- Swedish NEP unsurprisingly bags 5G RAN update from Germany’s incumbent.
- Huawei’s RAN fate remains uncertain.
It surely was a case of when rather than if.
In December 2017, Telekom Deutschland (TDE) awarded Ericsson a five-year contract to “modernise” its 2G, 3G, and 4G networks in “one out of two market areas”. Now, the Swedish network equipment provider (NEP) has added the 5G update.
The other “market area” was, and still is – as far as Deutsche Telekomwatch can determine – firmly Huawei RAN territory.
Ericsson’s task was to make the network “5G-ready”, so that a “simple software download” was all that it took to get the next-generation capability up and running (Deutsche Telekomwatch, #69).
TDE clearly liked what it saw from its longstanding partner, with Ericsson now confirming – a little more two-and-a-half years into the five-year contract – that it had signed a new “multi-year deal” to deploy TDE’s 5G radio access network (RAN) “across Germany”.
Hold your horses, Ericsson
There is no reason to assume that “across Germany” means Ericson has completely usurped Huawei, as has been interpreted elsewhere. Just last month, as part of an announcement to make 5G services available to 40 million people (around half of Germany’s population) by the end of this month, TDE indicated it had signed a new contract with Huawei (Deutsche Telekomwatch, #95).
The reasons given at the time were technical, rather than overtly geopolitical. “In the antenna network sector”, pointed out TDE, “it is technically impossible to upgrade 5G from one manufacturer to 4G components from another manufacturer. In today’s existing RAN, mainly components from Ericsson and Huawei are installed”.
The conclusion was sparse, and tinged with defiance to US-led pressure to impose a blanket ban on the Chinese supplier. “To upgrade this antenna network from 4G to 5G, [TDE] will continue to use existing suppliers Ericsson and Huawei”, stated the German NatCo. TDE added that it had concluded “new contracts with both companies” for this purpose. In the case of Ericsson, that “new contract” revelation seems to have trailed the Swedish NEPs statement.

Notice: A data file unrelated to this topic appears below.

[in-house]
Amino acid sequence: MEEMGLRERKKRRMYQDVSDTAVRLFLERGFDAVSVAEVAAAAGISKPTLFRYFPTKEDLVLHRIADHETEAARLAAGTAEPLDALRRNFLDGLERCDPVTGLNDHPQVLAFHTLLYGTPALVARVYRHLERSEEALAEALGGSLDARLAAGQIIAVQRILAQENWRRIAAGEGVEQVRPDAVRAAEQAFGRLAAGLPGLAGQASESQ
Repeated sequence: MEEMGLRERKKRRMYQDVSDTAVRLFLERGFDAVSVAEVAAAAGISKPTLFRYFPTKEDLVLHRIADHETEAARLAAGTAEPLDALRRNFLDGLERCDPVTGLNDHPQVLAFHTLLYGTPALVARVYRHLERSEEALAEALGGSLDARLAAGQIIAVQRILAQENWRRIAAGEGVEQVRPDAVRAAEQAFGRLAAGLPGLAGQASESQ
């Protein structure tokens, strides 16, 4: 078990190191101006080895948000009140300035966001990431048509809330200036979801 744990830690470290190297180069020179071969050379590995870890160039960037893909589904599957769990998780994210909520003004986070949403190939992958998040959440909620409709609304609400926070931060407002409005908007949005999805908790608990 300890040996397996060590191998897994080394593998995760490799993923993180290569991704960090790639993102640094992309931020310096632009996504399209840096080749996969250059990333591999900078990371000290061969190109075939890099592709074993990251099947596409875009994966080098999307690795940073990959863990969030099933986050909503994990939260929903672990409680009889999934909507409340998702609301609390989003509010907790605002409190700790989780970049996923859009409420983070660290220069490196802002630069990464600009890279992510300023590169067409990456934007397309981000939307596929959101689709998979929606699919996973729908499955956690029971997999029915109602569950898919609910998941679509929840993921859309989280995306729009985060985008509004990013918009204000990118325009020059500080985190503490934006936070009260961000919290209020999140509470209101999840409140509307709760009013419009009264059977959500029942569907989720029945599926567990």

To help achieve its ambitious 5G coverage target of some 40 million people by the end of July 2020, which was originally set for the end of the year, TDE will deploy Ericsson’s dynamic spectrum sharing (DSS) capabilities (Deutsche Telekomwatch, #93).
The intention is to apportion 5MHz from TDE’s existing 3G spectrum in the 2.1GHz band for both LTE and 5G, as needed. When TDE might commercially deploy DSS is not clear, however.
Huawei question drags on
There is evidently little Group desire to exclude Huawei Technologies from the RAN.
In an internal paper prepared by Deutsche Telekom (DT), seen by Handelsblatt, the cost of swapping out Huawei kit in its German operation, over a five-year period, was pinned at around €3bn. DT described the disallowing of Chinese suppliers on its home turf as the “Armageddon scenario”.
Nonetheless, DT will have to wait a few more months (at least) to see if its worst fears are realised, with a government decision about Huawei in Germany now further delayed until September 2020. If the worsening mood music from the UK is anything to by, Huawei’s chances of 5G involvement in Germany are getting slimmer by the day.
Under new US restrictions, announced May 2020 and due to be introduced in September 2020, Huawei’s US supply chain of components is effectively cut off internationally. This was identified as key reason why the UK imposed a revised 5G ban on the Chinese supplier, the thinking being that it would be harder to vet any Chinese-developed semiconductors used by the company.
That said, Germany’s Chancellor Angela Merkel is always keen to keep on friendly trade terms with China, and so might not so easily cave into US and domestic pressure as UK Prime Minister Boris Johnson, or continue delaying a decision. DT will no doubt be hoping for some resolve in order to keep Huawei in play.